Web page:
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wnylibrarian's picture

COVID, Turkeys, AND YOU!

It's Thanksgiving in the USA. It's 2020. By all publicized accounts it has been an inauspicious start to the dawn of a new decade. A lot has happened in the initial eleven months of it. Very little of it to the good. We've watched the Coronavirus/COVID19 tsunami spill across the globe wrecking economies, healthcare systems, and of course lives. (Not to mention the political turmoil that goes along with it!)

 

No, it hasn't been a great year, but it doesn't mean I haven't had a lot to be grateful for. (Knock on wood) I have worn my mask, practiced social distancing, have attempted to avoid large gatherings, and done what I can do -- and what is recommended -- to avoid catching it. COVID is no small thing, and I certainly don't want to be an arrogant turkey parading brashly around in public as if the entire pandemic is similar to a common cold. It is not. A particular individual I know who did contract COVID19, and has since recovered, said without question "it is not something anyone should have to endure and they wouldn't wish it upon their enemy." Sometimes we can become desensitized by the 24/7 media coverage and our collective guards are dropped as we question, "is it really all that bad or is it just hype?" From all personal accounts I've had it isn't hype. COVID19 is a very real thing, and one would think as a nation, as a planet, we would be past that point by now, but unfortunately we are not.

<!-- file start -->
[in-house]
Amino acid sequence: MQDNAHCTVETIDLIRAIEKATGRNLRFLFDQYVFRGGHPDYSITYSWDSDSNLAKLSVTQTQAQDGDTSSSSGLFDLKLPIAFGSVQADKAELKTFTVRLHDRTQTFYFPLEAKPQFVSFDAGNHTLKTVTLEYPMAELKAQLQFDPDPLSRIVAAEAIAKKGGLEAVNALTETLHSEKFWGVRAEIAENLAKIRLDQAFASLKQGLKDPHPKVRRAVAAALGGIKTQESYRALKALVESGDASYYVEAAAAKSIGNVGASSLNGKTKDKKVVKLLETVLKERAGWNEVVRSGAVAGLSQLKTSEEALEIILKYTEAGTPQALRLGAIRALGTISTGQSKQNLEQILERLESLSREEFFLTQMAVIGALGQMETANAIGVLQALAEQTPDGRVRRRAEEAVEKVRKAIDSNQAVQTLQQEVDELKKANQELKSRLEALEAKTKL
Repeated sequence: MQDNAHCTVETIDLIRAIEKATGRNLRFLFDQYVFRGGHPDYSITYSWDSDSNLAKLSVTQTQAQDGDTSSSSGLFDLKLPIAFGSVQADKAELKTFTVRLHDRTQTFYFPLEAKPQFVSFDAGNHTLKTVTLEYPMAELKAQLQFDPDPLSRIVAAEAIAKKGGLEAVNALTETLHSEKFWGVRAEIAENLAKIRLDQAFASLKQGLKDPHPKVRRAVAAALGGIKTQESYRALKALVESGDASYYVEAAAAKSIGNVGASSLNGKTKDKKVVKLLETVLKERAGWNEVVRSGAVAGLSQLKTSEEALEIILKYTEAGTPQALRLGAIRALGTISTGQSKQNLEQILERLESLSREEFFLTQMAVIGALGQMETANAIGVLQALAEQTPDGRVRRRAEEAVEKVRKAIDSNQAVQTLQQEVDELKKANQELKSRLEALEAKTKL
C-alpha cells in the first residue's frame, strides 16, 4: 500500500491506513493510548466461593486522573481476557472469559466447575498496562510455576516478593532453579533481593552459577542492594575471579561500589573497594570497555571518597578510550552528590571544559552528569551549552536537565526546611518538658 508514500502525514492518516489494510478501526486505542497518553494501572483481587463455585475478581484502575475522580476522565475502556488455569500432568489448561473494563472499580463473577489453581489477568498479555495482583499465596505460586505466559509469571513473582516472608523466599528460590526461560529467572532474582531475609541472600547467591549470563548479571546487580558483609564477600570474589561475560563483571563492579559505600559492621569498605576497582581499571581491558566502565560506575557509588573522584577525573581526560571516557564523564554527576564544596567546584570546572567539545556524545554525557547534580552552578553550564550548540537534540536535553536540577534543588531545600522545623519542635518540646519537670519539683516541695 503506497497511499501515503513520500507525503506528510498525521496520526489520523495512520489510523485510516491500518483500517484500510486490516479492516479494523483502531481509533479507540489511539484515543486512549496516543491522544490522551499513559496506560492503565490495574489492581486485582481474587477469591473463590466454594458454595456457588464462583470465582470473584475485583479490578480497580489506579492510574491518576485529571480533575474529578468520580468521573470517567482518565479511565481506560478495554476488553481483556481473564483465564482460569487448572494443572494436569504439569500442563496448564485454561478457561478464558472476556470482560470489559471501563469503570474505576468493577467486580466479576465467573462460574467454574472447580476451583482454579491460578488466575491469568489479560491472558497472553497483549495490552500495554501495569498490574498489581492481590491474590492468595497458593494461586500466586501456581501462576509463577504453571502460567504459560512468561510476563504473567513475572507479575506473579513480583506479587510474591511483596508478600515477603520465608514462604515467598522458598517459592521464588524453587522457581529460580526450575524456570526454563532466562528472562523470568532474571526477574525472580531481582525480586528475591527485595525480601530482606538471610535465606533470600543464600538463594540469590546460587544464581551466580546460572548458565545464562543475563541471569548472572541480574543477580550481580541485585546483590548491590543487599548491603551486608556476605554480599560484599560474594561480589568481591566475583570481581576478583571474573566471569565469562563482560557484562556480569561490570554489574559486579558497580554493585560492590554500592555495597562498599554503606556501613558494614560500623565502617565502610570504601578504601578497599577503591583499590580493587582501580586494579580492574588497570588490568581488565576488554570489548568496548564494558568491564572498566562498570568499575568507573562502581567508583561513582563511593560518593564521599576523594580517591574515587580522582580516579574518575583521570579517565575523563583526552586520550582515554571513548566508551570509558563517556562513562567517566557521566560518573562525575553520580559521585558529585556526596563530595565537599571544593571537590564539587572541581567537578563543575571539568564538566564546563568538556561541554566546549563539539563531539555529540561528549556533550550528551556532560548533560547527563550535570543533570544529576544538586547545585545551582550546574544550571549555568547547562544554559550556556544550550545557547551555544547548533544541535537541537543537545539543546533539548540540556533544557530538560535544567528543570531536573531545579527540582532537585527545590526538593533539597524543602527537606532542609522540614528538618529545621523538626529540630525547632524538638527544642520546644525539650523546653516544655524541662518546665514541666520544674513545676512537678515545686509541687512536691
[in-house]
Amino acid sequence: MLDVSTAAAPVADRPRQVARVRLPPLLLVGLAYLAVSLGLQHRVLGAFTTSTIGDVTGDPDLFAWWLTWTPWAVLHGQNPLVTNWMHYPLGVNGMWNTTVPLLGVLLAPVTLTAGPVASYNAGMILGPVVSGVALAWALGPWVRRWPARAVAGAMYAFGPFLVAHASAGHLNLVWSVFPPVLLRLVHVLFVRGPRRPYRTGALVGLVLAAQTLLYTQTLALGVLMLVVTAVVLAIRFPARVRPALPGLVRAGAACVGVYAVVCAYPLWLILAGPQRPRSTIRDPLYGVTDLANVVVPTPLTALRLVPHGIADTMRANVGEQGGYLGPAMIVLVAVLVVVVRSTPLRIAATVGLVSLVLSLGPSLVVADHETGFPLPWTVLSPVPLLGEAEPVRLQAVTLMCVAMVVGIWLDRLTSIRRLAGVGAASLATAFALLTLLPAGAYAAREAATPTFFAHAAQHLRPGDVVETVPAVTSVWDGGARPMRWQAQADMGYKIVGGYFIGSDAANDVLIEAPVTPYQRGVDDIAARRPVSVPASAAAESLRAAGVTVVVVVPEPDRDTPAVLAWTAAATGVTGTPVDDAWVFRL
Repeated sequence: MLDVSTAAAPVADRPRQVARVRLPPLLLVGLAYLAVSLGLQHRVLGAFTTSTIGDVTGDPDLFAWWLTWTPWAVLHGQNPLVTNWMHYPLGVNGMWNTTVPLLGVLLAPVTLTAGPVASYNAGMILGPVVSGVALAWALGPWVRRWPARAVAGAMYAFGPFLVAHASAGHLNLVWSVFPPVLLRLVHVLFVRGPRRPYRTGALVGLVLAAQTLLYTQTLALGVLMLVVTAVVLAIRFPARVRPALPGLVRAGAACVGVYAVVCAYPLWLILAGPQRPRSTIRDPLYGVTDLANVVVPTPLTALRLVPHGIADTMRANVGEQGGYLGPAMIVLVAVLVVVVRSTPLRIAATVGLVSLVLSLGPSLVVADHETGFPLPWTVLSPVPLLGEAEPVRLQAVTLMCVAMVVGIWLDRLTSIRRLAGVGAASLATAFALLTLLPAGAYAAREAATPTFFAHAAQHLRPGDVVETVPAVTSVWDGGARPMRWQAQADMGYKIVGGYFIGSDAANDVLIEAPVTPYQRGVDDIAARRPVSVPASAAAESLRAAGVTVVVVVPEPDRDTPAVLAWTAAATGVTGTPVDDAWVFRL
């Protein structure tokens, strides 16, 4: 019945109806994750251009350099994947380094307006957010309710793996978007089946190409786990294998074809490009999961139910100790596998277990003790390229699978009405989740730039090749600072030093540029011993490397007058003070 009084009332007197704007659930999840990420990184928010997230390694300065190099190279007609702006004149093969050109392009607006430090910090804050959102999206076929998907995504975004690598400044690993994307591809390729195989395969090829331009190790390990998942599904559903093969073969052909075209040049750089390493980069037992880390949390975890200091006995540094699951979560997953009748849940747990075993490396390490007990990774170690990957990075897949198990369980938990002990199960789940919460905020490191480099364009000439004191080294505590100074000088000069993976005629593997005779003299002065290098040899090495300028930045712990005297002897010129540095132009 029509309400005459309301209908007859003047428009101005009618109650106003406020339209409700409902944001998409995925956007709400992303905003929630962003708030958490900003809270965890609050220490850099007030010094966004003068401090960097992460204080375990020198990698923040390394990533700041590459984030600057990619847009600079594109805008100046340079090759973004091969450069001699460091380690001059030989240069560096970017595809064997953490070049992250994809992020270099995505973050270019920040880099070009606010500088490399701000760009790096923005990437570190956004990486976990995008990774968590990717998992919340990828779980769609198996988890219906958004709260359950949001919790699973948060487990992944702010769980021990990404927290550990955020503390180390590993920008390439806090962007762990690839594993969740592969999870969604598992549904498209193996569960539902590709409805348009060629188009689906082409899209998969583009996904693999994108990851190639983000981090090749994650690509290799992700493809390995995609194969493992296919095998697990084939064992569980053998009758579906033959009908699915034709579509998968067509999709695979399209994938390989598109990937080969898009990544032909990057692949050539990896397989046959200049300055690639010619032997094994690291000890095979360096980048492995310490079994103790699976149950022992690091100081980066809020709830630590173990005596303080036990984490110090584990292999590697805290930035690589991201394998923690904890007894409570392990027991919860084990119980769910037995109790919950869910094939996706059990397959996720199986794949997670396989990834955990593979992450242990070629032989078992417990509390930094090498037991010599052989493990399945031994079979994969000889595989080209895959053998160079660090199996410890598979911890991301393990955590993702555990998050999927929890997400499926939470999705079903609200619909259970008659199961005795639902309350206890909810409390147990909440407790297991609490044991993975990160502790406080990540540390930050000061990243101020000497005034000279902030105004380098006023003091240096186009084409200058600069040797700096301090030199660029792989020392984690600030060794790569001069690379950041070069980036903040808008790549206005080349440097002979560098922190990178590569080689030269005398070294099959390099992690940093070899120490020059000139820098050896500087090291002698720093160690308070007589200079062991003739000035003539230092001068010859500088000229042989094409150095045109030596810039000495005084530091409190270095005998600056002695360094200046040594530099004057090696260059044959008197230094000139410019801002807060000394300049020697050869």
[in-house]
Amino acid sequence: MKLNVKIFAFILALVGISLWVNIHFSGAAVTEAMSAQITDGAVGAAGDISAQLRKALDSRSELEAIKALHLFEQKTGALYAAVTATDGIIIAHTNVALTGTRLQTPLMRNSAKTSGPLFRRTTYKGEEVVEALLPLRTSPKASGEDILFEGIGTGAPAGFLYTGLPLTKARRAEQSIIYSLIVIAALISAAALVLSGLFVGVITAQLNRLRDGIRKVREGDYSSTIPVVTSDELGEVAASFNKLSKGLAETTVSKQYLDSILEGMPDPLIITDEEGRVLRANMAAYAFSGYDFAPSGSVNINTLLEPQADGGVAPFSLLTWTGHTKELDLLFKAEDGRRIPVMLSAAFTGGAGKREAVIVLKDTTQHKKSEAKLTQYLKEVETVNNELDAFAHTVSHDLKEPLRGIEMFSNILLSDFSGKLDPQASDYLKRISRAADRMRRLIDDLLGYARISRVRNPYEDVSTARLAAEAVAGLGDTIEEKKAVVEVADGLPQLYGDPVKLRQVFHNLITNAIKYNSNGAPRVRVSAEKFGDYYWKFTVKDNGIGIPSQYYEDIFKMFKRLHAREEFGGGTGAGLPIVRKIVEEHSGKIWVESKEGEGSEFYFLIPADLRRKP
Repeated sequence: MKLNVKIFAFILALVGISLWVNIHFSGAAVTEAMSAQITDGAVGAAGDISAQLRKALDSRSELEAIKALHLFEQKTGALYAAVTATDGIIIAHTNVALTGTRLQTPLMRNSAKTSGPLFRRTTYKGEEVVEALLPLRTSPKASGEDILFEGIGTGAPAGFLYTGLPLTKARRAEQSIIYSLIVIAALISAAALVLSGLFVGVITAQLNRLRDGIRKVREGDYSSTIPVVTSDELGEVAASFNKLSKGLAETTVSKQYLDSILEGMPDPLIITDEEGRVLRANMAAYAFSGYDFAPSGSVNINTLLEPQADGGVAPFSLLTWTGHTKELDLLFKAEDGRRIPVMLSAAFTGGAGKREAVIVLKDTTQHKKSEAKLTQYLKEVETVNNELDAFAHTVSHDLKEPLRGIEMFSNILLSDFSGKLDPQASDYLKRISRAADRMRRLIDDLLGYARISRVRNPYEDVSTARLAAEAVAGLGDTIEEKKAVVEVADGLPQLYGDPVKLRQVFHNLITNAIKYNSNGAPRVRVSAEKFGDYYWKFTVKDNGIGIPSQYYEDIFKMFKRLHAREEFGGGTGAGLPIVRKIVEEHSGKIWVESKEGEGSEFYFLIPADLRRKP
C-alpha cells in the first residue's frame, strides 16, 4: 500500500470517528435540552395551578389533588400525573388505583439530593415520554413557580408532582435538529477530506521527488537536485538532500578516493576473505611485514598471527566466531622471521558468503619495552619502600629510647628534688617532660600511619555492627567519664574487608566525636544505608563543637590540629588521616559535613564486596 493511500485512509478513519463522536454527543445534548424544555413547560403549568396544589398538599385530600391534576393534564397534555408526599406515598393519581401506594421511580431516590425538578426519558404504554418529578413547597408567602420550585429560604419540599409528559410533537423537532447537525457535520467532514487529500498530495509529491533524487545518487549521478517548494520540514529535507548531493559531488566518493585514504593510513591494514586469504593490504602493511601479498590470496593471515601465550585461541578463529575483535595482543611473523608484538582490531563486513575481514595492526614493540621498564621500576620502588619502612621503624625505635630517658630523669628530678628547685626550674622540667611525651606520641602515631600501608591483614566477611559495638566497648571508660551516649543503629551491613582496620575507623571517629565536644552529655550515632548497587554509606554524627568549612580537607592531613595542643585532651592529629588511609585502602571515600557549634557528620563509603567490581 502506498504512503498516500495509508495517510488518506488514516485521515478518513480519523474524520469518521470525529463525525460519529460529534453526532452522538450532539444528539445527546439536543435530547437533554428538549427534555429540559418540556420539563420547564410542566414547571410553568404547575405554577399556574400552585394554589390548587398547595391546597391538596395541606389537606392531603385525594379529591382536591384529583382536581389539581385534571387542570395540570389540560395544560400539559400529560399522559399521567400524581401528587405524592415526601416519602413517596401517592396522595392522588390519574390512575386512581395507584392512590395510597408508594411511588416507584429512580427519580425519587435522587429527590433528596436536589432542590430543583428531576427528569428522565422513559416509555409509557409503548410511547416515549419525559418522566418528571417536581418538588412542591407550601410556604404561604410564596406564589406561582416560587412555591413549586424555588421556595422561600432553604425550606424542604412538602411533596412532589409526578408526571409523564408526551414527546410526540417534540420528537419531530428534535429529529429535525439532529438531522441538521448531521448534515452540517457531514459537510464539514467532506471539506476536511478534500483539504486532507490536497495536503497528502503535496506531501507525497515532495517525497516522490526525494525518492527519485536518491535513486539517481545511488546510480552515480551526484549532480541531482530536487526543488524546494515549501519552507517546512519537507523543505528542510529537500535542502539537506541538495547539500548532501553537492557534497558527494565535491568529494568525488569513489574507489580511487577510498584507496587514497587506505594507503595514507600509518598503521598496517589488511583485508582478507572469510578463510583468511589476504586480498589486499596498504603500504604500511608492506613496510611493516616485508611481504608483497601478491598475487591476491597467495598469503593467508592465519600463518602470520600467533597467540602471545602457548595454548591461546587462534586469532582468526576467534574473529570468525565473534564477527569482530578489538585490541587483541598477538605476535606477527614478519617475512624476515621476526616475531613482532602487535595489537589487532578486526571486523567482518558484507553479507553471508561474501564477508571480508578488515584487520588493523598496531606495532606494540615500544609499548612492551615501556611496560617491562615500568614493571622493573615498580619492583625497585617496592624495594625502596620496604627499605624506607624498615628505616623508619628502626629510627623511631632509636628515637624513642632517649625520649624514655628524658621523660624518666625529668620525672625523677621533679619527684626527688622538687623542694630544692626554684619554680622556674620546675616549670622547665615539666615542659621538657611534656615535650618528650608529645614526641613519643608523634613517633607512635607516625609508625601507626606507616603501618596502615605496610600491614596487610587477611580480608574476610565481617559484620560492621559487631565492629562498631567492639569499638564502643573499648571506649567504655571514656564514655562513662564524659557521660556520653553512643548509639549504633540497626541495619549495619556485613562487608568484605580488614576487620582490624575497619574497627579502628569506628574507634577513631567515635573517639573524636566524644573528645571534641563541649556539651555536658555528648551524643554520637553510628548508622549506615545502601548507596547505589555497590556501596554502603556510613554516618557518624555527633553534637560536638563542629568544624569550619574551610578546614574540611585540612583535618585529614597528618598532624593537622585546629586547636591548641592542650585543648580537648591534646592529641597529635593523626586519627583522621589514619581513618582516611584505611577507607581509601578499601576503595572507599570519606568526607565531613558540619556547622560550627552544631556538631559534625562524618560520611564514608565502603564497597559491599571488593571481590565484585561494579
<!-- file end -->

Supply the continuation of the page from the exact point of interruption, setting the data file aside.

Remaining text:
The easy response is to be grumpy about the pandemic. The restrictions. The face masks. The cancelled events. The cabin fever. It is mentally exhausting. I confess there are days where like an over watched television series the whole thing has gotten old fast, but the alternatives are not pleasant. So it is especially important to be thankful during Thanksgiving 2020 than it has been any years prior.

 

  1. I'm thankful for stable health.

  2. I'm thankful for my Father's stable health.

  3. I am thankful that, through an abundance of caution, I have not contracted COVID19.

  4. I'm thankful that I have the ability and the privilege to work from home during the harshest storms of the pandemic.

It is important that I rule the day, the pandemic, and the actions I take. The pandemic doesn't rule me. To focus on the things I can do rather than the things I cannot do -- half of which I probably would have procrastinated upon anyway. (A pandemic can be a great excuse machine. Procrastinators take note later!)

 

This isn't the first pandemic. Unfortunately it won't be the last either. One function they serve is to be a course correction. Pressing the reset. A beacon reminder of the things that are important in our lives. No, the real things that are important in our lives. Family, friends, faith in whatever form one chooses, and physical as well as mental health.

 

It does not mean that there is anything wrong with ambition, setting high goals, wanting to get a raise or move up the corporate ladder. Those things are part of life. It is the perspective of these things as it relates to the composite of all aspects in the pie chart of the bigger picture.

 

I sincerely wish everyone a very happy and safe Thanksgiving of 2020 spending time with those that are dearest to you. If it has to be through Face Time; then so be it. Remember, while family video calls maybe viewed as an inconvenience by some they are only substitutes for in-person meetings at later date. Active service members and veterans deployed all around the world have been doing it for years. You're not the first. It is not the end of the world if this holiday season is a little different. Nothing lasts forever. Not even pandemics.